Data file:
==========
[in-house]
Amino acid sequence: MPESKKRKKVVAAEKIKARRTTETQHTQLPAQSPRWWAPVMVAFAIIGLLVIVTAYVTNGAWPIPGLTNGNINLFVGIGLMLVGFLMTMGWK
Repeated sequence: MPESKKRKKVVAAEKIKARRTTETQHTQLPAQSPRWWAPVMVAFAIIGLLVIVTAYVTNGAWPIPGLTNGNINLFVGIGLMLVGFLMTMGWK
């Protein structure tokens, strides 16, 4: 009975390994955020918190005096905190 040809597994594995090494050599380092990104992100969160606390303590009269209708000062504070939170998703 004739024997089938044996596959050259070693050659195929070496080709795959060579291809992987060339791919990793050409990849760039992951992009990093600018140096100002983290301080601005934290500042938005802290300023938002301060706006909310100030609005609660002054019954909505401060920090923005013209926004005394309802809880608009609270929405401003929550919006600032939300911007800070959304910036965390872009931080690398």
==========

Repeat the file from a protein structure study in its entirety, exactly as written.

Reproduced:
[in-house]
Amino acid sequence: MPESKKRKKVVAAEKIKARRTTETQHTQLPAQSPRWWAPVMVAFAIIGLLVIVTAYVTNGAWPIPGLTNGNINLFVGIGLMLVGFLMTMGWK
Repeated sequence: MPESKKRKKVVAAEKIKARRTTETQHTQLPAQSPRWWAPVMVAFAIIGLLVIVTAYVTNGAWPIPGLTNGNINLFVGIGLMLVGFLMTMGWK
């Protein structure tokens, strides 16, 4: 009975390994955020918190005096905190 040809597994594995090494050599380092990104992100969160606390303590009269209708000062504070939170998703 004739024997089938044996596959050259070693050659195929070496080709795959060579291809992987060339791919990793050409990849760039992951992009990093600018140096100002983290301080601005934290500042938005802290300023938002301060706006909310100030609005609660002054019954909505401060920090923005013209926004005394309802809880608009609270929405401003929550919006600032939300911007800070959304910036965390872009931080690398």